https://www.microsoft.com/en-gb/software-download/windows10

    Premier Icon P-Jay
    Full Member

    Excellent. Thank you all 👍🏻

    Ill give an ssd a go first then maybe try the ram. Any good free software to copy the existing drive ? Or is windows 10 a free download?

    It’s usually better to complete a fresh install of Win10 – you’ll need a USB drive to create an image and somewhere to store your data to transfer it back (if you want to) and you’ll need to reinstall any software you have – if you have any bought software you’ll need to know the log-in / license codes. Win10 will auto-activate.

    If you prefer you can clone – EaseUS or Acronis have good cloning products, I think they have a free version for home users.

    Premier Icon P-Jay
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    TBH if it’s only got 1GB of RAM as per the link I’d be tempted to do that first. Though the price of SSDs has tumbled dramatically.

    I haven’t noticed that, the link is possibly a bit out, they often lump a load of similar models together.

    Most ‘shipped’ with 4GB, 2 onboard and soldered and 2 removable. Crucial list 10GB max, which is slightly more than you probably need. 8GB is pretty standard for current devices – you can decide if you want 6 or 10 (assuming I’m correct above).

    Premier Icon scuttler
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    You can buy some SSDs with SATA/USB adaptor included in a ‘starter kit’ (or buy separately) which makes cloning and data transfer easier. Exactly how you do it depends on whether you’re cloning or reimaging but without some USB-ness your options to setup are more limited. Most of the drive manufacturers (ISTR I bought Samsung EVO) include cloning and data transfer software that is crippled to only work with their drives so you probably won’t need to get anything else.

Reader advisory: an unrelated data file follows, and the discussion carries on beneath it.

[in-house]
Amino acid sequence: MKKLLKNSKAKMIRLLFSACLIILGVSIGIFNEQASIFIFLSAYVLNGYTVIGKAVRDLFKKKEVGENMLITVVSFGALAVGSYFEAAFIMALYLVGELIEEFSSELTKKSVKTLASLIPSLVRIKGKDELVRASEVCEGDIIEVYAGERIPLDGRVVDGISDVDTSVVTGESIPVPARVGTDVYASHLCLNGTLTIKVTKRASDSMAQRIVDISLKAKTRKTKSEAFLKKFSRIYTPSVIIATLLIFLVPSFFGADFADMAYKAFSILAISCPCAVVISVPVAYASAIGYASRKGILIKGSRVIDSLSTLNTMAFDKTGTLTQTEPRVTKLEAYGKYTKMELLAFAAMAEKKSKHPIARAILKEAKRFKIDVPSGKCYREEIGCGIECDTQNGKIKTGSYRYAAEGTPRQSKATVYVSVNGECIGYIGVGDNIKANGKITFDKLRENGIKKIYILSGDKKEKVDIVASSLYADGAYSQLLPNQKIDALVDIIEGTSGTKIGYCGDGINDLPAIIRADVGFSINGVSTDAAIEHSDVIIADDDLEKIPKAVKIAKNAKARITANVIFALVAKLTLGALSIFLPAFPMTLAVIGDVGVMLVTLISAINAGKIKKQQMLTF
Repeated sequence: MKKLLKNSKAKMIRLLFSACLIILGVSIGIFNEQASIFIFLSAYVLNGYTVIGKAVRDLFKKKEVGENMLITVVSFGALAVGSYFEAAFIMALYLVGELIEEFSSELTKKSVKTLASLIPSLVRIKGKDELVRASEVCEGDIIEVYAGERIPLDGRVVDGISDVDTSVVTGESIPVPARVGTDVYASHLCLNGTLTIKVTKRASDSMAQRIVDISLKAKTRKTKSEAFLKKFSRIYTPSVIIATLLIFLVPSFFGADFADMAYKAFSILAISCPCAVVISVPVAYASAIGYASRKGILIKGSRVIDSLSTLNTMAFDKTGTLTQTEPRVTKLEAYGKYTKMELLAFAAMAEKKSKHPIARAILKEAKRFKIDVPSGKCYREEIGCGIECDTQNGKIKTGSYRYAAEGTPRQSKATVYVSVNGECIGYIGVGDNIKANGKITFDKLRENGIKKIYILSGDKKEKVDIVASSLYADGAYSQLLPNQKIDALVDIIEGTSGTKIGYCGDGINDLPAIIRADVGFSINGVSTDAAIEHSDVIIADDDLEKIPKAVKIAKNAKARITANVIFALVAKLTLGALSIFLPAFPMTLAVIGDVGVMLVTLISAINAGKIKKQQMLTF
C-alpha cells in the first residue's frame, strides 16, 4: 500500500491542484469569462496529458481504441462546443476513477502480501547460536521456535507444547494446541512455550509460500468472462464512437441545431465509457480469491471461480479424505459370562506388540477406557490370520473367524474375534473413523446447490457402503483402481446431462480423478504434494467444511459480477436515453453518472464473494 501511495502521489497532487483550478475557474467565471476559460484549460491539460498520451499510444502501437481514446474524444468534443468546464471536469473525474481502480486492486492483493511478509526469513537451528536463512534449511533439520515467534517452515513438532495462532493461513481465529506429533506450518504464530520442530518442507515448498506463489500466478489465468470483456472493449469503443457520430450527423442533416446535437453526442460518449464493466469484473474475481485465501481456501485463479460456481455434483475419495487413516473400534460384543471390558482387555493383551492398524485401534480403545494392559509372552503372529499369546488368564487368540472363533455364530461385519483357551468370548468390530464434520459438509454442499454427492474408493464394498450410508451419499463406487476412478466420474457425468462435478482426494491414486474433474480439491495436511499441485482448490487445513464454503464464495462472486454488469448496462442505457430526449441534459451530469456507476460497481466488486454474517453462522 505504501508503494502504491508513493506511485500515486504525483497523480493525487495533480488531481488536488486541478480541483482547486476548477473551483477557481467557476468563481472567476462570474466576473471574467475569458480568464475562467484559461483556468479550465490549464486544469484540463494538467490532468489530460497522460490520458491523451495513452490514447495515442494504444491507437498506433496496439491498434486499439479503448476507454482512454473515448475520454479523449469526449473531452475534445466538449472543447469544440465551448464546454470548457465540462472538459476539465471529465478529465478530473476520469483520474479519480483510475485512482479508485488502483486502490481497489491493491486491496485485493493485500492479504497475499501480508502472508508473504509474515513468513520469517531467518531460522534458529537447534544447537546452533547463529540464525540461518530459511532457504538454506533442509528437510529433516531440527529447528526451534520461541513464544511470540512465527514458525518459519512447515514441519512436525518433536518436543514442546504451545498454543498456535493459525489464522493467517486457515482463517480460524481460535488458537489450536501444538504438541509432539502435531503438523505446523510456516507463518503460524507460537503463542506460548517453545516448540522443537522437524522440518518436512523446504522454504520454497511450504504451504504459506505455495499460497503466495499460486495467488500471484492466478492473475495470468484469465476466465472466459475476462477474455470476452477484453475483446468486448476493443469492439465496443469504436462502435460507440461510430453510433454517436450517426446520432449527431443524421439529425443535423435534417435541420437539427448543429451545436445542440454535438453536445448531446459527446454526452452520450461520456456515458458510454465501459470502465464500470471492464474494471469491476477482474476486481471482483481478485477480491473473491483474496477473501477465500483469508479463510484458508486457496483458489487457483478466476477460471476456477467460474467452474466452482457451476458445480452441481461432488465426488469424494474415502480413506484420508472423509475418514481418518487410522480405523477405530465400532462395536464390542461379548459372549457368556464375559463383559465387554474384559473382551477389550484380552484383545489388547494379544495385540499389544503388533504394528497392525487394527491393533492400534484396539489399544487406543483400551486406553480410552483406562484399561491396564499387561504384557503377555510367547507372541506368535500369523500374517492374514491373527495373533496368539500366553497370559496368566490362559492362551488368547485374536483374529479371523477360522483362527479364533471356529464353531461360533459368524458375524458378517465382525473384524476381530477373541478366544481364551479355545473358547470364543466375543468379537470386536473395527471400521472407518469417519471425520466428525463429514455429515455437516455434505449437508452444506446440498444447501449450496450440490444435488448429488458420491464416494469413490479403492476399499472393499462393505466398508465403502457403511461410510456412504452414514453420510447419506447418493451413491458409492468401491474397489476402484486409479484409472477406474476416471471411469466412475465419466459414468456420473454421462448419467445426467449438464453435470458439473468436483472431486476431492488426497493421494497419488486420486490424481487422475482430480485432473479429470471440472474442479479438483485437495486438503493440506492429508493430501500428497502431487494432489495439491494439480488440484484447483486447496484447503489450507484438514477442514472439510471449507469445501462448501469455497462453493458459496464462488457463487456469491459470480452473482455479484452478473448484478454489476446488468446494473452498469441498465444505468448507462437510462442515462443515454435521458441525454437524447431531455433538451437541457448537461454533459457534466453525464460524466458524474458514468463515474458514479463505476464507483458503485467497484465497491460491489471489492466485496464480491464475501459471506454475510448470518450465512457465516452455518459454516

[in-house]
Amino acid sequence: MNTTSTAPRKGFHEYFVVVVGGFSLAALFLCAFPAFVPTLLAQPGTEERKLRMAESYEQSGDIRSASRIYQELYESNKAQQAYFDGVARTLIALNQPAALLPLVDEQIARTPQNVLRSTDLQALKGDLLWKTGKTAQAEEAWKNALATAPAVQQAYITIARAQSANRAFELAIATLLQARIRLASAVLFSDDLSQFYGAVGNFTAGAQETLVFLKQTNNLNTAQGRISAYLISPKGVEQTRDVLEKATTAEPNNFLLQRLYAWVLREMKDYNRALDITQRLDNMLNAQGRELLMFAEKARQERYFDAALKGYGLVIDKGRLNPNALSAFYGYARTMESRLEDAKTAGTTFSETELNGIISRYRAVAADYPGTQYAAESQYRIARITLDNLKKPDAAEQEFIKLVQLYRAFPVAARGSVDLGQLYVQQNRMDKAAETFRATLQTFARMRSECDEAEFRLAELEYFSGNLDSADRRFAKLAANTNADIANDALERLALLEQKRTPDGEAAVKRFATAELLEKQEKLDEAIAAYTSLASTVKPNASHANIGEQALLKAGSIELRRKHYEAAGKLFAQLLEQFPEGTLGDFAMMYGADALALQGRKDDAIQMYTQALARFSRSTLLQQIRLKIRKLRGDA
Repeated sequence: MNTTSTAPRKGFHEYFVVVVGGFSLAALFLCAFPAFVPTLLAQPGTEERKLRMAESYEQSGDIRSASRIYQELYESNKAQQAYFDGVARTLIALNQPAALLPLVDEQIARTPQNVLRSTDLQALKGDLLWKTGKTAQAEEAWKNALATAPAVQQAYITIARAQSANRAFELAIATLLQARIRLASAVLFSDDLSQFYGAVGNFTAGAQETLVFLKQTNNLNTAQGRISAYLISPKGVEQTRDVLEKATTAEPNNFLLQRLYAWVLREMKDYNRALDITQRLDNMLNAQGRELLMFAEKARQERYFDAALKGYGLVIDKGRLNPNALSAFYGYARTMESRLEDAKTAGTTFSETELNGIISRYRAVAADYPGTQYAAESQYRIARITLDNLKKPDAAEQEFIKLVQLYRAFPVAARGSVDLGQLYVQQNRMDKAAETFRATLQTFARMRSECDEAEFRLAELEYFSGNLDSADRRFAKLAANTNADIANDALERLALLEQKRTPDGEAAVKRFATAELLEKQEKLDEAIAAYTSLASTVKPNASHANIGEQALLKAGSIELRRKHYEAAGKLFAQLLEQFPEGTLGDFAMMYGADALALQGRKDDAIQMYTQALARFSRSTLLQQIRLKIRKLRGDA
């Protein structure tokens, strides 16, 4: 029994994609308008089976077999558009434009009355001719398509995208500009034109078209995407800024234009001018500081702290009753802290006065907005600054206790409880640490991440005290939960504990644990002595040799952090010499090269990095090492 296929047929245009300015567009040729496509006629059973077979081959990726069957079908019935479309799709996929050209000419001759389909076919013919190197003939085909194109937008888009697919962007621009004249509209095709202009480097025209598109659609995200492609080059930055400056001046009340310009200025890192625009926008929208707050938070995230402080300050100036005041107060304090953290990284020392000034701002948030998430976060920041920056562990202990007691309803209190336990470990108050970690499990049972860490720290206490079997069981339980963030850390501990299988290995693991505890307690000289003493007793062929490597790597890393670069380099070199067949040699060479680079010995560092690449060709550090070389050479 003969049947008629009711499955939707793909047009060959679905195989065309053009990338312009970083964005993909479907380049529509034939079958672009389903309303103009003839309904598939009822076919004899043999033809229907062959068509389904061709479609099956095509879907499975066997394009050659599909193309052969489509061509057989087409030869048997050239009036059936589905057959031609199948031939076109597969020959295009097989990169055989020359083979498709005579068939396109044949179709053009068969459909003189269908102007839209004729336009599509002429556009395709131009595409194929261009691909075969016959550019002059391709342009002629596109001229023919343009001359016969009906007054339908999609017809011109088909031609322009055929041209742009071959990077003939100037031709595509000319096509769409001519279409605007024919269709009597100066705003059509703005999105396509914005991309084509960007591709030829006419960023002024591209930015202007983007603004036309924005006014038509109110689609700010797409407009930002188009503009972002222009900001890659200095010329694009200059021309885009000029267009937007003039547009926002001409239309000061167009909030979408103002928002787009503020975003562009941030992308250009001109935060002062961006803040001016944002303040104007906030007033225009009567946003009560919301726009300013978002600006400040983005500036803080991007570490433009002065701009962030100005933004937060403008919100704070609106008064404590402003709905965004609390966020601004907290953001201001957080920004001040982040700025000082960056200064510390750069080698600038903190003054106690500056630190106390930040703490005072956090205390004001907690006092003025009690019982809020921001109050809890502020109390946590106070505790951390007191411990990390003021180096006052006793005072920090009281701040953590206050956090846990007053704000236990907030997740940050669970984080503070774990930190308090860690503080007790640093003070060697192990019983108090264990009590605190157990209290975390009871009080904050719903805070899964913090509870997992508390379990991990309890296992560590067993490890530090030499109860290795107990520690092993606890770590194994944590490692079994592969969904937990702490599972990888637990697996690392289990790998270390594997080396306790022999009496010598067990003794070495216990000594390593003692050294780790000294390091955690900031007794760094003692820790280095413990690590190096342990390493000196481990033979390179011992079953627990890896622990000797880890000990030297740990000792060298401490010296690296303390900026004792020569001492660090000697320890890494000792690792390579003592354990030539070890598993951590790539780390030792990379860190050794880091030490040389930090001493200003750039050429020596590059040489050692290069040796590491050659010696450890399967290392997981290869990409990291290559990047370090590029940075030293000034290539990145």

Premier Icon Cougar
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    Yeah, if it’s already got 4GB I’d do the SSD first fo’ sho’.

    Premier Icon P20
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    Ah, sorry, forgot to state it’s 4gig ram. 2 of which isn’t removeable according to crucial device scanner. So presumably I could add a 4gig or 8gig chip? States max of 10

    Premier Icon ji
    Free Member

    I recently added an SSD and maxed out the RAM on a 2012 Samsung Elite book laptop. Runs really well now for usual home stuff (Office, web browsing, occasional photo editing, Minecraft etc). Well worth the few quid it cost

    Premier Icon P20
    Full Member

    Update!

    not a good one though ☹️

    So I bought 8gb ram and a 480gb Kingston ssd. Went together nicely. Fired the laptop up, loaded the initial screen then nothing…… blank screen. Keyboard would light when firing up and hdd light came on but nothing from the screen. Somehow I’ve killed it. It’s been checked by a local repair place and it’s dead 😱

    Premier Icon Cougar
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    Where are you geographically?

    Premier Icon fossy
    Full Member

    Put original memory in, leave new SSD, and try again !

    Premier Icon sobriety
    Free Member

    If it’s still dead after that then put the original HDD back in and see if it fires up.

    If it’s dead then, then yes it’s probably dead.

    But there’s a good chance that it doesn’t like the RAM or the bios doesn’t like the new SSD, I’ve had some fun and games with that in the past.

    Edit: And as Cougar said, where are you? There’s plenty of folk on here who do this kind of stuff for a living/are talented amateurs who enjoy a challenge that someone may well be able to assist you if they’re local…

    Premier Icon molgrips
    Full Member

    To answer the original question – most of the stuff you do and most of the time you spent waiting for a PC is it loading stuff from or saving stuff to disk. CPUs have always been far faster than hard drives (and still are) so the disk is the bottleneck. So, making the disk 10x faster makes the whole machine 10x faster (almost). The only times it doesn’t are when you are doing things that focus on the CPU which is mostly either games or stuff like video or image editing.

    Therefore, it is nearly always worth upgrading an old system with an SSD and it’ll fly, far quicker than a modern system with a normal HD in almost all situations. As said, we have a 10 year old laptop with a 2 core Celeron and SSD and it’s really quick.

    Premier Icon P20
    Full Member

    I tried the various combinations of old and new hdd and ram. Nothing. It’s dead. The shop tried (local independent) various and was baffled.

    I’ve bit the bullet and bought a new laptop

    Premier Icon DrP
    Free Member

    When I was at Uni I used to understand all ‘this’..used to build and upgrade computers etc etc!

    Now it all seems like a foreign language… I can see why my grandparents wince and cower at the idea of owning a PC!

    DrP